5:40pm

Wed October 24, 2012
Politics

In Denver, President Obama Rallies His Base

In the midst of a 48 hour tour through crucial swing states, President Obama brought his campaign back to Denver Wednesday where he urged supporters at City Park to cast their ballots early and knock on doors on his behalf. 

"If you give me that vote Colorado, you’ll have a president who hears your voice, a president who fights for your families," Mr. Obama said to an estimated crowd of 16,000.

On his eleventh campaign trip to Colorado this year alone, the President sounded hoarse at times, but remained upbeat, joking he is on a round-the-clock tour and drinking a lot of coffee. 

He was also full of quips, calling Mitt Romney’s five point plan, "a one point plan" that favors the rich, containing the same policies he said led to the financial crisis. 

The President also took a few jabs at Romney on social issues.

"You can choose to turn back the clock 50 years for women, immigrants and gays, or in this election you can stand up for that basic principal that we are all created equal," Mr. Obama said.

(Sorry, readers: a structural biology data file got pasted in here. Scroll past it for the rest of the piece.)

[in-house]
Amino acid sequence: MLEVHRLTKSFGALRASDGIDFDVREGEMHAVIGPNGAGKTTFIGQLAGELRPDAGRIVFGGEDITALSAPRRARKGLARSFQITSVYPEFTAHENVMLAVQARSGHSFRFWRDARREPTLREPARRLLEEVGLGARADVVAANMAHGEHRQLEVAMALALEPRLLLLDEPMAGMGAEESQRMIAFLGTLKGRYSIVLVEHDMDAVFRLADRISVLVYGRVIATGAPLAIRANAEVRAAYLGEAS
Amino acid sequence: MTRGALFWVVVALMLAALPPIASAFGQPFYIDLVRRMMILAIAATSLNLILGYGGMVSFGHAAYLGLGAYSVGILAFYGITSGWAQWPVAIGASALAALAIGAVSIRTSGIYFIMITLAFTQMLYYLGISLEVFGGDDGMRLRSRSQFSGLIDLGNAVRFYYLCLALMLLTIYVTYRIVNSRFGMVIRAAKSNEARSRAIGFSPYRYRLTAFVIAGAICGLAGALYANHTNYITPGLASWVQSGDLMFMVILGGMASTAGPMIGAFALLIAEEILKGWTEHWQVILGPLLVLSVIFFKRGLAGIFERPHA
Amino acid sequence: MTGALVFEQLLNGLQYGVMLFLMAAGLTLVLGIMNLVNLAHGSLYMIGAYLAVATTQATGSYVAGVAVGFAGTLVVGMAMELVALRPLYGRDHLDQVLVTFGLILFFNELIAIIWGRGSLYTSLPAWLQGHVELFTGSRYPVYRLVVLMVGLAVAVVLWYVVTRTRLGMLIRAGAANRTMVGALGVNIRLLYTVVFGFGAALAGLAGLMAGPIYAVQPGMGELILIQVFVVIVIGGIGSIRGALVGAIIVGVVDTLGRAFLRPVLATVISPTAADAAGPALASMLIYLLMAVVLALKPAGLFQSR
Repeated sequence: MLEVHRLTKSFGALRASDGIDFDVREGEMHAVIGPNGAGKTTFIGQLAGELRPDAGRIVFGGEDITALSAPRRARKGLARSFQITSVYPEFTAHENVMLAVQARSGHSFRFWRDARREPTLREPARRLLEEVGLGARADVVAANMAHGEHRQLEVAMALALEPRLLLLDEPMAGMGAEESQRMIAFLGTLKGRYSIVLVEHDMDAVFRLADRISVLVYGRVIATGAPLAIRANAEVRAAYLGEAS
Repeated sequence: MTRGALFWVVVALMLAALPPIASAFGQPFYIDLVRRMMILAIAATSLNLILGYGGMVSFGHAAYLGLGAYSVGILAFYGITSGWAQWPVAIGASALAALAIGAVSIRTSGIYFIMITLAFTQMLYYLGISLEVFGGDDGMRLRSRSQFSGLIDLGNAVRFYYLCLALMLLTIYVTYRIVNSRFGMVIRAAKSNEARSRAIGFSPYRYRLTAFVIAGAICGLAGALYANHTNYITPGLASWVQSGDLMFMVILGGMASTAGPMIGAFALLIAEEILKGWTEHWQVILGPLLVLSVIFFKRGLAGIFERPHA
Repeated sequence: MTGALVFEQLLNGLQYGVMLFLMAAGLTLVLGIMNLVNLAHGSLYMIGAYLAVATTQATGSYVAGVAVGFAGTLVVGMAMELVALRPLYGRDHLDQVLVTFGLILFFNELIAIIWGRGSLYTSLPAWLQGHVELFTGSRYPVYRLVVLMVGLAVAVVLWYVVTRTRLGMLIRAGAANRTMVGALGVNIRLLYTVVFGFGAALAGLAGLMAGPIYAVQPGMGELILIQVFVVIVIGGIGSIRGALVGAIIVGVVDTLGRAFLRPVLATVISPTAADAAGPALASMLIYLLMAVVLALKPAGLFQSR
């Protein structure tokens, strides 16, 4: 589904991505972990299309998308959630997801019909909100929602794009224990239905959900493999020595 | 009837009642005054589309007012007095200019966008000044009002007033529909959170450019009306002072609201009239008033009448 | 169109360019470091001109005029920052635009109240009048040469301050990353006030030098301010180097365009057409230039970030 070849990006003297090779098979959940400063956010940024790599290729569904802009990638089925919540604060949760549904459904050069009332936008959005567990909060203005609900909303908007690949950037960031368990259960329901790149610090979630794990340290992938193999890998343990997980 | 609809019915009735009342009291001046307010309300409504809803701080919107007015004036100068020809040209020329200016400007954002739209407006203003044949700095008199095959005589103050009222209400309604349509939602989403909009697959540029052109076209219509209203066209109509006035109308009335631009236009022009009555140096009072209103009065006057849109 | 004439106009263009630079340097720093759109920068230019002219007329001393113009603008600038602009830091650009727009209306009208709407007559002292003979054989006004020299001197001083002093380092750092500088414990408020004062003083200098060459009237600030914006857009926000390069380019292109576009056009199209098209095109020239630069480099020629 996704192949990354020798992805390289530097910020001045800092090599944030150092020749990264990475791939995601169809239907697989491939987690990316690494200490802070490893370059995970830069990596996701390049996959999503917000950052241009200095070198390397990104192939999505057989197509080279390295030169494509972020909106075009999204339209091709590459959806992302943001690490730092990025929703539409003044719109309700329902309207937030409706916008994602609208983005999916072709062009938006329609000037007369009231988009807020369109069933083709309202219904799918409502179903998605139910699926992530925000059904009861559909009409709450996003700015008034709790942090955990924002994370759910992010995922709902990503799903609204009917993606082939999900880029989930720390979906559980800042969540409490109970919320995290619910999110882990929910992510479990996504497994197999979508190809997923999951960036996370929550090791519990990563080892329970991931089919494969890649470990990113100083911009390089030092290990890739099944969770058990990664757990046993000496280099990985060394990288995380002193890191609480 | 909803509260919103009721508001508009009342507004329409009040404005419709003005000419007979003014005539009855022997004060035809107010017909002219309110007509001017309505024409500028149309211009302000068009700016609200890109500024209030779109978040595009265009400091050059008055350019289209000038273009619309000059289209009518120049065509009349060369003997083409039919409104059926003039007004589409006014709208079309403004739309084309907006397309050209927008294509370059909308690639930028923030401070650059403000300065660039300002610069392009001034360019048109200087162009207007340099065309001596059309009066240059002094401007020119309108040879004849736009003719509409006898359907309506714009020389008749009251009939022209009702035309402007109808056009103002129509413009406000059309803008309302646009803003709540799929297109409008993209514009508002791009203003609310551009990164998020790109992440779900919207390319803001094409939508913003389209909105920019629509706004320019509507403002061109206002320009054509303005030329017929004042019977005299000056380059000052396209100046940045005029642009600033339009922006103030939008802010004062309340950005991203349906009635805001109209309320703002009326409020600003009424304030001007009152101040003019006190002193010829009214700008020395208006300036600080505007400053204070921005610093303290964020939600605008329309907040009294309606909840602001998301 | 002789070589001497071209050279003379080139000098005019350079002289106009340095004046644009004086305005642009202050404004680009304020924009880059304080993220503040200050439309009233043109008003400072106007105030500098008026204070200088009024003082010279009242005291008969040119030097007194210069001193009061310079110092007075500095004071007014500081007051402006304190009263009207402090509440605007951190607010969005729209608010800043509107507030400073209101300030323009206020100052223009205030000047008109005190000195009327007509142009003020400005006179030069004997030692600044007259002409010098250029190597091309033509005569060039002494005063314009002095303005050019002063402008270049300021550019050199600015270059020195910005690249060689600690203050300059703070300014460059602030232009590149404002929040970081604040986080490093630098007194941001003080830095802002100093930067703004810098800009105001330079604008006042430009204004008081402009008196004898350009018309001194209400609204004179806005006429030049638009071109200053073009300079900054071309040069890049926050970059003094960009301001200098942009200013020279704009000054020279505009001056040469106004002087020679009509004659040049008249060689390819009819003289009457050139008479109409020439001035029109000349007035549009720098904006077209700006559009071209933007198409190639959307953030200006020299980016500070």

Still, it’s not clear how many undecided or independent voters Mr. Obama won over speaking in heavily Democratic northeast Denver.  Many pundits believe one of his biggest obstacles is an enthusiasm gap among younger voters and Hispanics who were key in his winning Colorado in 2008. 

Supporter Sarah Franklin, who works as a nurse in nearby Aurora, said the President still has work to do to win over some Coloradans in a state where unemployment still remains stubbornly high.

"I think that he needs to convince them that jobs are going to get better, it’s mainly middle class out there at least where I live in Aurora," Franklin said. "And also that wages need to keep up with the cost of living."

The president's latest Colorado visit comes on the heels of a large rally staged by Mitt Romney and Paul Ryan at Red Rocks Amphitheater Tuesday night. 

At their own events and in campaign emails coinciding with Wednesday's rally, Colorado Republicans argued Mr. Obama has had four years to turn the economy around and cut the deficit.